Get everything ready the night before. Sleep and wake up earlier. These are a few morning routine tips you may have already heard before, and are maybe even tired of hearing. If you're looking for suggestions that require less changes to your routine, but are just as effective, read on: 1. Wake your child up with a snuggle. Children are hard to wake up early in the morning. Worse, when they do, they can be in an awful mood. To avoid this, experts recommend starting the day right by reconnecting with your child. “For kids going to sleep at night means they are on their own,” Betsy Brown Braun, a child development and behavioral specialist, told Parenting. “I look at the morning as the oasis after the drought.”
Try waking up your littler learner with a snuggle in bed and soft but cheerful conversation. Say good morning, tell her what you’ve made for breakfast or remind her of something fun she’ll be doing at school today. It may take away a few minutes in your morning routine. However, it’s absolutely worth it if it makes everyone’s happier and more cooperative in the morning.
2. Motivate -- don’t dictate. Keep in mind: your aim is to get everyone ready and out the door, but your child may not share the same goal. He doesn’t feel the need to dress quickly or make sure he eats his breakfast. And, barking orders at your child to hurry up may just make him more reluctant to do so. The solution then is to motivate and not to dictate.
Your presence, motivation, and help will move things along. When he’s sitting down at the table but reluctant to eat breakfast, say something like, “Hey, why don’t you try mixing your own bowl of champorado this time?” When he’s putting on his shoes, comment on how good he is now at tying his laces.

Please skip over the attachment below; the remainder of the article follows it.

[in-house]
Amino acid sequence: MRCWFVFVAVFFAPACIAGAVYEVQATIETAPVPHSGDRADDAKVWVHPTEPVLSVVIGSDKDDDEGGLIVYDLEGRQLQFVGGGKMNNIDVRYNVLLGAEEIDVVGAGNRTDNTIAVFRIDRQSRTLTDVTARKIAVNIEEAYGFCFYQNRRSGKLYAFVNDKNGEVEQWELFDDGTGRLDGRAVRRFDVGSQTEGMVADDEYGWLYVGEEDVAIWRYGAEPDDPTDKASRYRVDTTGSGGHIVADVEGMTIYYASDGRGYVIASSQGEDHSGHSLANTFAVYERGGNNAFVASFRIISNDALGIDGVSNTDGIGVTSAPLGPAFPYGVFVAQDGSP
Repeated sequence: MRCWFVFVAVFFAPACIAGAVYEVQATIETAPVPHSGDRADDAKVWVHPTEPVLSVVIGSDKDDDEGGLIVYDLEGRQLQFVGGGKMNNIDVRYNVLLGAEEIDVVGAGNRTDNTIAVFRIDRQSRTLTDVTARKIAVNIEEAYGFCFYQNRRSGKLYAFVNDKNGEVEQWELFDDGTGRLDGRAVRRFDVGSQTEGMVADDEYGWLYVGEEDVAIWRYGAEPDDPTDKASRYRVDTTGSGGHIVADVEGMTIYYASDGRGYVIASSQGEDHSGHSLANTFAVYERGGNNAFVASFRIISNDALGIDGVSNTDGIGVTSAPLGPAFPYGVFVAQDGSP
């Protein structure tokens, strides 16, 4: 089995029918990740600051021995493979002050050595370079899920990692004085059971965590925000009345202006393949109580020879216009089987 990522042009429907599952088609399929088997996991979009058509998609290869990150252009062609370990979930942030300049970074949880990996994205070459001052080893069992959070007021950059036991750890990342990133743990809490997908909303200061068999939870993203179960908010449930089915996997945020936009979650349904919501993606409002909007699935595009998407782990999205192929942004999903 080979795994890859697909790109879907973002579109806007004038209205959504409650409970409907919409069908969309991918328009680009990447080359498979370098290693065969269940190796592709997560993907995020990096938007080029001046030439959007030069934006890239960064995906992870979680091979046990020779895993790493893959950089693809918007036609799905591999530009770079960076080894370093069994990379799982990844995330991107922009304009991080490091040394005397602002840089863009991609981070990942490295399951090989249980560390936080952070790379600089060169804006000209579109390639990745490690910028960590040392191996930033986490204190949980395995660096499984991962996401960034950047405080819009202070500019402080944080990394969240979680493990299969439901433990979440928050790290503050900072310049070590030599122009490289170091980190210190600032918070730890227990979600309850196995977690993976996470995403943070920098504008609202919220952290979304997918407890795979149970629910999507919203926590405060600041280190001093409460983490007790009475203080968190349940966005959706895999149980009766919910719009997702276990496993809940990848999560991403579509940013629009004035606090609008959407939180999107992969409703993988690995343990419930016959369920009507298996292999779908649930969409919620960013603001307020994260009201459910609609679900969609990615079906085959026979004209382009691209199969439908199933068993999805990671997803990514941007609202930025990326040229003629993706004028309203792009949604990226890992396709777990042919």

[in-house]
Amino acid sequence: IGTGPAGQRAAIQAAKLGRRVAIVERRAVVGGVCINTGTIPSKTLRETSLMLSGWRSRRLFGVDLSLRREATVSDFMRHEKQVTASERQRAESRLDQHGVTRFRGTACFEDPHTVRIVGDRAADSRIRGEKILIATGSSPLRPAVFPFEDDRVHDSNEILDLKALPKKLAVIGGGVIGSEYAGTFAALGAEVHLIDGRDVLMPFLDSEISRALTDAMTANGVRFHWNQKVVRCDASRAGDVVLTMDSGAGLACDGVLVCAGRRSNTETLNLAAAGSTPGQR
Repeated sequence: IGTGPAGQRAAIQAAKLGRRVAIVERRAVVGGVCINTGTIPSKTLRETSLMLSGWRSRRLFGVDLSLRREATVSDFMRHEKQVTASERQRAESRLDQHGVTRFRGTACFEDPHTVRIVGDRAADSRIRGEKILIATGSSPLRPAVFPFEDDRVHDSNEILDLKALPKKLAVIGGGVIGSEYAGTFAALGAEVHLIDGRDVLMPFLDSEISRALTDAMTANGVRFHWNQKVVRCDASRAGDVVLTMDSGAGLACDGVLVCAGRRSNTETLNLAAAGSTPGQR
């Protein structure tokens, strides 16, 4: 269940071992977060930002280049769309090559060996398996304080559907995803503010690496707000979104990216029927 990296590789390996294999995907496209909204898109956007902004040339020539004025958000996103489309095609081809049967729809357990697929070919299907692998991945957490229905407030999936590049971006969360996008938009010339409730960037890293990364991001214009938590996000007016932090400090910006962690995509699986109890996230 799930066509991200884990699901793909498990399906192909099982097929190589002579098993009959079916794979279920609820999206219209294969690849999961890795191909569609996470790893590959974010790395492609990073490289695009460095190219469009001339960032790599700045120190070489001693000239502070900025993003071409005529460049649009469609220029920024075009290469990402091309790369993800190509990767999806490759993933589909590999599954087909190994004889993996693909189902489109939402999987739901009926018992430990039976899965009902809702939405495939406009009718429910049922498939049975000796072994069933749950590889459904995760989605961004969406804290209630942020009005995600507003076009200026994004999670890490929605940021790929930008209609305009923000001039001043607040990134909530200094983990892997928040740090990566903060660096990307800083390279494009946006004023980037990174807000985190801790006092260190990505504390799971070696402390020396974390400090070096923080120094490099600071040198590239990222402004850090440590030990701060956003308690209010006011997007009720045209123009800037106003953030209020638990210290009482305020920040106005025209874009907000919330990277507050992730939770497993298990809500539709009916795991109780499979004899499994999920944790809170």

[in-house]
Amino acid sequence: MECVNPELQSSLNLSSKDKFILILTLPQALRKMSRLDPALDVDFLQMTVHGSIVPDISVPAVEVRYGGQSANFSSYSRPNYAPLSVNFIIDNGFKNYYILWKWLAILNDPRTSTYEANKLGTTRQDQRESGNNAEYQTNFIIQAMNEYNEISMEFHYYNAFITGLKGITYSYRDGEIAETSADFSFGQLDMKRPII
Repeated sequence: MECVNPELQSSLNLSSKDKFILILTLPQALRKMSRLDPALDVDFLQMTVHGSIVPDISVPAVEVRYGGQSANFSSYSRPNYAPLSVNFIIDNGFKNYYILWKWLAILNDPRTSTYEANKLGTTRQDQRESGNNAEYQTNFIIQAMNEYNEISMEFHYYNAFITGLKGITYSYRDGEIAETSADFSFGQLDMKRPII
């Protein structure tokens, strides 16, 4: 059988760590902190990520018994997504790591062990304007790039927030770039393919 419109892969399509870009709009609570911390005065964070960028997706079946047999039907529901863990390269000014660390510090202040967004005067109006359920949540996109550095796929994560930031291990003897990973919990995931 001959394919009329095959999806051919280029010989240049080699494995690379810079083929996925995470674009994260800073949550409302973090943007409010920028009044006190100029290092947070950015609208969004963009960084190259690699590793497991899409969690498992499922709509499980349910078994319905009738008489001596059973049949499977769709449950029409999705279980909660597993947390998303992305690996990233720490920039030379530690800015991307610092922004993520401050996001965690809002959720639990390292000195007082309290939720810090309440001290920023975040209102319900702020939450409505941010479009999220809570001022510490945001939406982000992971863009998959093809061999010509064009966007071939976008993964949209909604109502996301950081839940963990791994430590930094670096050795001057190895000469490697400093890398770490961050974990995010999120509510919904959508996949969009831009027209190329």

3. Keep cool. Have you noticed that when you start to stress that’s when everything seems to go wrong? You’re not just imagining it. “The more you rush in the morning, the slower your kids will move,” said Kirk Martin, a behavioral consultant. Your child won’t be happy in the morning if you’re not, so stop what you’re doing and take a breather. Signal to your child that the both of you will work together to get things done by making eye contact or gently touching her arm. This will re-establish that much-needed parent-child connection in the morning. “Once we connect with a child, compliance follows,” said Martin.
4. Be smart about the time. If you know that fixing your child’s bag in the morning puts you both in a frantic and sour mood, then place the task as a to-do the night before instead. Morning routines hinge on how well you manage the limited time you have. Be smart about it and move around morning tasks to make your routine more efficient. If you have trouble thinking of what to make for breakfast and baon in the morning, decide on it the night before too. And, if your child doesn’t like taking a shower as soon as he wakes up, maybe it will be better if breakfast comes first. 5. Play music. Here’s a simple trick you can try: play feel-good tunes in the morning to set the mood for a wonderful day ahead. Pick a few songs that you know your child loves singing or dancing to and play it while she’s getting ready. It may just surprise you at how willing and cooperative she’ll be while “Happy” from the Despicable Me 2 movie or “Can’t Stop the Feeling” from Trolls is playing in the background.